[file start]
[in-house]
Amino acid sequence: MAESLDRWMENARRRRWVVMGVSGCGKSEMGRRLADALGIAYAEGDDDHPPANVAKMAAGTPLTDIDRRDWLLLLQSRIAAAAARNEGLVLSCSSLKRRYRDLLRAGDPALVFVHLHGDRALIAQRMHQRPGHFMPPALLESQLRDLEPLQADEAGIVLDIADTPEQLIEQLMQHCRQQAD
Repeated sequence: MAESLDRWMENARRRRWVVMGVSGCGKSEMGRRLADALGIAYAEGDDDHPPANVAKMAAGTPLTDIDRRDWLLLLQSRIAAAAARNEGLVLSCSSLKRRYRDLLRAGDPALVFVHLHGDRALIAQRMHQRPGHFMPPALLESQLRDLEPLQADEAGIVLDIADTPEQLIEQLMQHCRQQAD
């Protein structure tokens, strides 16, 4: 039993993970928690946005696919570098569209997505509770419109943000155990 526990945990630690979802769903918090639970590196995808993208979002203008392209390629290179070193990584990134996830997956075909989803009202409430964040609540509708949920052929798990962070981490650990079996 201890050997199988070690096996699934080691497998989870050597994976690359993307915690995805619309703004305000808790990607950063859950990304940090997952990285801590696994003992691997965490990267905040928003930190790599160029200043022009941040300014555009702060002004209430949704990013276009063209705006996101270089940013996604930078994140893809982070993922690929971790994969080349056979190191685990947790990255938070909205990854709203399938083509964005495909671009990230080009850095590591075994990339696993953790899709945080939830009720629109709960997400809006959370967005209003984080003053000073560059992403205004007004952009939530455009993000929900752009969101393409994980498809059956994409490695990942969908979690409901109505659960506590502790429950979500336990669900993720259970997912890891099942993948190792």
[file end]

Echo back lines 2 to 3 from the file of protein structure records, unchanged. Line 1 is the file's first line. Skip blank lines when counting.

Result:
Amino acid sequence: MAESLDRWMENARRRRWVVMGVSGCGKSEMGRRLADALGIAYAEGDDDHPPANVAKMAAGTPLTDIDRRDWLLLLQSRIAAAAARNEGLVLSCSSLKRRYRDLLRAGDPALVFVHLHGDRALIAQRMHQRPGHFMPPALLESQLRDLEPLQADEAGIVLDIADTPEQLIEQLMQHCRQQAD
Repeated sequence: MAESLDRWMENARRRRWVVMGVSGCGKSEMGRRLADALGIAYAEGDDDHPPANVAKMAAGTPLTDIDRRDWLLLLQSRIAAAAARNEGLVLSCSSLKRRYRDLLRAGDPALVFVHLHGDRALIAQRMHQRPGHFMPPALLESQLRDLEPLQADEAGIVLDIADTPEQLIEQLMQHCRQQAD